Mick is not in the great race itself, of course, but the plucky veteran - who recently won his 50th national championship in 48 years of competitive cycling - is covering the entire course, riding two days ahead of the world's greatest annual sporting spectacle.
"I can set my own pace rather than having to keep up with the peloton," he says, "but, on the other hand, I have nobody to keep me company and no wheels to follow when the gradients rise or the headwinds are at their worst.
"Nor do I have all those massive crowds to encourage my efforts." There's an added problem for the lonely long-distance cyclist. Mick has to navigate his own way for the 3,584 kilometres of this mighty loop around a country that is twice the size of Britain.
"I have a back-up team comprising well-known cycling journalist Roger St. Pierre and volunteer Ian Wallace, who answered an appeal in his local paper.
"We are sleeping nights in an Elddis 300 Voyager camper van and feeding ourselves on the hoof."
Now into the fourth day of his epic ride, Mick has already suffered a tough baptism of fire on the undulating 114-mile stage from the mighty chateau of Chambord to the historic city of Troyes.
"I started in an absolutely torrential thunderstorm and at times the winds were close to gale force - and right in my face," he grimaced, "It was a really tough day and at times I suffered from the cold, but my legs feel good and I am well up on my schedule. So far I have covered 415 miles since we set off from the Atlantic island of Noirmoutier but there is still a very long way to go.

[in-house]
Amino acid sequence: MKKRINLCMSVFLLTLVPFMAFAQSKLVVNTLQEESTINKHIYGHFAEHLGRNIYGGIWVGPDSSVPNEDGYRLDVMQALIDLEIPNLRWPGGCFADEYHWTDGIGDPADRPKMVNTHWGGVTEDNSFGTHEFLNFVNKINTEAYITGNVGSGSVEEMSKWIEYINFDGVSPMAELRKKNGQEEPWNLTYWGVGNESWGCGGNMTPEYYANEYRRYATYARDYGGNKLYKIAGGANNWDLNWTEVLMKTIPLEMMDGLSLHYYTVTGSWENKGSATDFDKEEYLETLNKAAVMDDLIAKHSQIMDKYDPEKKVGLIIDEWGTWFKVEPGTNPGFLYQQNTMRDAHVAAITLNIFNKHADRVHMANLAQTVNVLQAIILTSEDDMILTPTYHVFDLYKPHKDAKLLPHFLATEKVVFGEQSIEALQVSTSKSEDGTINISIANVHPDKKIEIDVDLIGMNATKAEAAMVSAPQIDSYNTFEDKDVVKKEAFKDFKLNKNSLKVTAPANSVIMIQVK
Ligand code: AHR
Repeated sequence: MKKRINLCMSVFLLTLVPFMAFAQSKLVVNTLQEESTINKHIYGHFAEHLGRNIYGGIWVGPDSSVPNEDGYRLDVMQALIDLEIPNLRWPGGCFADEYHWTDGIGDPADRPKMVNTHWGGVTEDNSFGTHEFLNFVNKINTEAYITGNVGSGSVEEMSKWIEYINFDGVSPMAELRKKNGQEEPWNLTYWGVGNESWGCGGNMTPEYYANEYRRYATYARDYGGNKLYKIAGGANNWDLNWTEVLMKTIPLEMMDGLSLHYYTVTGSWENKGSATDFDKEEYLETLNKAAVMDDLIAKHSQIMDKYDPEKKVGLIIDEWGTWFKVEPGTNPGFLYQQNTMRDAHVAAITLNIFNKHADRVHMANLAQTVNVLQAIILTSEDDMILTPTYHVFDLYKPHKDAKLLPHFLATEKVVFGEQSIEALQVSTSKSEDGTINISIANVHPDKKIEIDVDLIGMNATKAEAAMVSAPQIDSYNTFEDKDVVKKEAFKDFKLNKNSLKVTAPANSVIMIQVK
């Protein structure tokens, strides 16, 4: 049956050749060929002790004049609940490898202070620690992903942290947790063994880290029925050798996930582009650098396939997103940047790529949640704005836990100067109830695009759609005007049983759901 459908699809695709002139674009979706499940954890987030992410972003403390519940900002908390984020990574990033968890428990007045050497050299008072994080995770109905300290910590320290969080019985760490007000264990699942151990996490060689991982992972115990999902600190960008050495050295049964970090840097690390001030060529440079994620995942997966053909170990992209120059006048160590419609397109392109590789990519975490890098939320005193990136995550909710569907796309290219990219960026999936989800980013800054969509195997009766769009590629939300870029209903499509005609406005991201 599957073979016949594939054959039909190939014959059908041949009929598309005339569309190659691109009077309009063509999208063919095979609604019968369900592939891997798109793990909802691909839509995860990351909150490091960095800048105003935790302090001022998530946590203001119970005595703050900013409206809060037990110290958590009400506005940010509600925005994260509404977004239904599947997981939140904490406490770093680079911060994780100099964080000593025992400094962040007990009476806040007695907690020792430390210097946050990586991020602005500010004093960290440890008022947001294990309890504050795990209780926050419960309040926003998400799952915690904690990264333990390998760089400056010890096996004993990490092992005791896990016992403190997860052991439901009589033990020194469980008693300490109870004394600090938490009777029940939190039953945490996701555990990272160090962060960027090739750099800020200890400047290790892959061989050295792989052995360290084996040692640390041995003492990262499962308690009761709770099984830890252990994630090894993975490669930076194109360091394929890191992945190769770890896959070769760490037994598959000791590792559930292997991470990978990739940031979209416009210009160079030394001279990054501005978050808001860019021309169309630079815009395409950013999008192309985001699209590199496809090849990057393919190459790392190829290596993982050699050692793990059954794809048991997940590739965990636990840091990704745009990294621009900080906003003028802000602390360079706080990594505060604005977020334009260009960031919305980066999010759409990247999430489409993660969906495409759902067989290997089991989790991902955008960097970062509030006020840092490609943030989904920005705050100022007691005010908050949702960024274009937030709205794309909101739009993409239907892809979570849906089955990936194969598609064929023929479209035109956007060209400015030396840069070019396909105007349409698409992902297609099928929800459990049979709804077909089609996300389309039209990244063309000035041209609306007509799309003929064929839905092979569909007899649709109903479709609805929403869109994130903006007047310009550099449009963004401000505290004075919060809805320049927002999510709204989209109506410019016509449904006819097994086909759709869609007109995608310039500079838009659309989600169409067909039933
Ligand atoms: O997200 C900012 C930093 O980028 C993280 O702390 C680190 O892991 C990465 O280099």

"These, of course, are the easiest stages and by the end of the week we shall be into the Vosges Mountains which will serve as a prologue to the mighty Alps and Pyrenees, where I will really have to grit my teeth. Mick is riding in a black and white jersey in tribute to the first ever British Tour de France team that took the start in 1955, with just Brian Robinson and Tony Hoar managing to complete the course out of the 10 hopefuls. "Every now and then I glance at the Union Flag on my shoulders and think of those brave pioneers. I just hope I can match their courage. I'd love them to be there to see me ride into Paris at the end of it all." Mick's ride is in aid of Cancer Research UK and he has the moral support of Lance Armstrong, who is seeking his seventh Tour de France victory in a row. Armstrong was himself a cancer victim early in his racing career. Armstrong's deputy manager Sean Yates, himself a former Tour de France yellow jersey wearer, and Tour boss Jean-Marie Leblanc have also sent their best wishes.
Any donations should be made out to Mick's TdeF Ride for Cancer Research UK and sent to 78 Mill Hill, Baginton, Coventry CV8 3AG. You can follow Mick's progress at http://myweb.tiscali.co.uk/tourdefrance.